The impact evaluation found that the project has had a lasting effect on household incomes. In Kurunegala and Puttalam, increases in crop production have boosted household incomes by 20 to 30 percent. In Matale, the corresponding figure may be greater than 50 percent. Paddy yields in project areas have increased more rapidly than elsewhere in the country, infrastructure improvements have provided significant benefits, and line agencies have significantly expanded their capacities. From an economic point of view, paddy has performed better than coconuts or export crops.
Economic rates of return for the productive components, estimated at impact evaluation, were just under 10 percent, compared to the original estimates of between 24 and 34 percent. Changes in relative prices have had a negative effect on paddy and coconut producers. The real value of returns of small producers has dropped as paddy prices have failed to keep up with inflation. Producers of cocoa, coffee, and peppers have fared somewhat better.
Beneficiaries were clearly dissatisfied with some aspects of the productive components, yet the overall goals of reducing inequality, raising incomes, and improving the living standards of rural populations were partially met.
Important equity issues affected the distribution of benefits. The projects did not have the expected impact on the smallest farms and poorest rural residents. It was originally expected that the majority of beneficiaries would be smallholders with 2 acres or less and with household incomes below the poverty line. However most beneficiaries, particularly coconut growers, had larger holdings than this.
A number of factors diminished the impact of rehabilitation works: lack of beneficiary involvement in project design and implementation; little attention to downstream work; a drought in the late 1980s; and inadequate maintenance. Irrigation structures have deteriorated considerably also because of a shortage of experienced contractors and poor quality control. Major schemes have been maintained more regularly, have undergone subsequent rehabilitation, and are in better overall condition than the minor schemes. There were also problems with the hand-pumps for village water supplies. Many have been rehabilitated with the help of other donors and nongovernmental organizations (NGOs).
KRDP and SRDP were innovative in that they relied on existing line agencies and departments to carry out the projects, and were in line with the government’s objectives of decentralizing planning and budgeting. Their greatest strength lay in their successful improvements in the implementation capacity of line agencies.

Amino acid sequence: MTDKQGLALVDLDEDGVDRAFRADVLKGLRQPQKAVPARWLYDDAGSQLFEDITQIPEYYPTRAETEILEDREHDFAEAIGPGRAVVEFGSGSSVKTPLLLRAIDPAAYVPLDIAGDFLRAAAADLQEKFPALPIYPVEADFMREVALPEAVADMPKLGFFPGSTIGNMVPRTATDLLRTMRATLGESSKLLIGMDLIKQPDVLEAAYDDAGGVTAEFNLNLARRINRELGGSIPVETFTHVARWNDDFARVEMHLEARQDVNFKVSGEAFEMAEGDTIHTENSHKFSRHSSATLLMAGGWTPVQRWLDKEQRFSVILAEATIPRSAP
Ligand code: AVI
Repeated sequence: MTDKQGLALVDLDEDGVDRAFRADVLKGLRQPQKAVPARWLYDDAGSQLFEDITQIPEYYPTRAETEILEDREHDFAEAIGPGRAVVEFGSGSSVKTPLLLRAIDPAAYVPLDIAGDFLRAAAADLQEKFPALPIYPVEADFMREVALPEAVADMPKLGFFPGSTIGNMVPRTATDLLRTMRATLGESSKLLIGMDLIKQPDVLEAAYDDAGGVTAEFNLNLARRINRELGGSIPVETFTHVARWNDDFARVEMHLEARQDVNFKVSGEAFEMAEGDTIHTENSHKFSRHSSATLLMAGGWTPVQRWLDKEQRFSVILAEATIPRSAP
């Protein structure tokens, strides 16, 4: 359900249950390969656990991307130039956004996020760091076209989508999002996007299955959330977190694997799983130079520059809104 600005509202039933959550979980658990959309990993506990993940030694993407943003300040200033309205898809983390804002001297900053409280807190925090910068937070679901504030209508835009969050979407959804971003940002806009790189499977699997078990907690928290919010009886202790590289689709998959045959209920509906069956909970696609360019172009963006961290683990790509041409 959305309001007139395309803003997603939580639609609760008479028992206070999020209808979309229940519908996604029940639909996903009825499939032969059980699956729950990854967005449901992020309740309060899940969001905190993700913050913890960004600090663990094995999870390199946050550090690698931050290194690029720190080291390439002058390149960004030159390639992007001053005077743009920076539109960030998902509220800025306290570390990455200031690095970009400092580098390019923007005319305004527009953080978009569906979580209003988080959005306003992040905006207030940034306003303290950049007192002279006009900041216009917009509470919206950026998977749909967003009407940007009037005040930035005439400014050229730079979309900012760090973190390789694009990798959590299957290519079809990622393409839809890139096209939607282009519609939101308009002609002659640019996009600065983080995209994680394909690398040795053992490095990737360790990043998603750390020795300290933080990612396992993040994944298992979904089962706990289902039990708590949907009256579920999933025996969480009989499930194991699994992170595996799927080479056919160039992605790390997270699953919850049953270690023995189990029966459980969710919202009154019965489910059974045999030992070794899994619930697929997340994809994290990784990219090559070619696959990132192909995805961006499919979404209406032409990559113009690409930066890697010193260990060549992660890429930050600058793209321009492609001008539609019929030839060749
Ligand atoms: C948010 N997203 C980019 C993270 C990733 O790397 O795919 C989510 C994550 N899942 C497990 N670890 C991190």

The two projects also affected the design and implementation of later initiatives of the Integrated Rural Development Program. However, because project funds remained in the hands of central ministries, decisionmaking remained centralized. Planning and horizontal coordination among agencies was weak, largely because the responsible agencies had been excluded from the original planning process.
The projects did provide useful lessons for later projects, especially in their use of existing institutions and their multisectoral, integrated approach to district-level planning.
The sustainability of the assets created under the projects remains uncertain. The project planners did not consider how benefits would be sustained after the projects closed, and they did not adequately include beneficiaries in planning and design. Thus, local communities did not develop a sense of ownership in the projects and were reluctant to maintain them.
The projects did not encourage the involvement of user groups, which are essential for operation and maintenance. Farmers tended to see user groups promoted by the government as imposed from the outside, and did not often participate. To date, the most successful groups have been initiated and are run by users themselves.
Despite impressive achievements in rehabilitation, replanting, and underplanting schemes, beneficiaries often have not continued with recommended management practices (applying fertilizer, weeding, and conserving soil and moisture through drains and pits). For example, only 11 percent of beneficiaries of the coconut replanting scheme have continued to maintain field drains, largely because of escalating labor costs and limited perceived benefits. Some farmers also mentioned serious delays in receiving the first credit installment as the main reason for dropping out of the scheme.
The views of beneficiaries
According to an independent evaluation of beneficiaries (see box), beneficiaries recognized that irrigation rehabilitation works increased the availability of water, allowing farmers to increase yields and enlarging the area in which a second crop can be grown during the spring monsoon season. They also said the new water wells helped improve health, especially among children. Farmers felt positive about the availability of improved seed varieties, the introduction of early maturing varieties, and extension advice. Small electrification schemes, which helped the expansion and growth of small- and medium-sized enterprises, created an estimated 2,000 jobs in the three districts.
Beneficiaries said the roads were the most useful addition to their daily lives, especially in areas where new roads replaced footpaths. The roads allowed buses and trucks to reach villages and permitted villagers to travel to other areas, expanding job opportunities and greatly improving access to markets and health and educational facilities.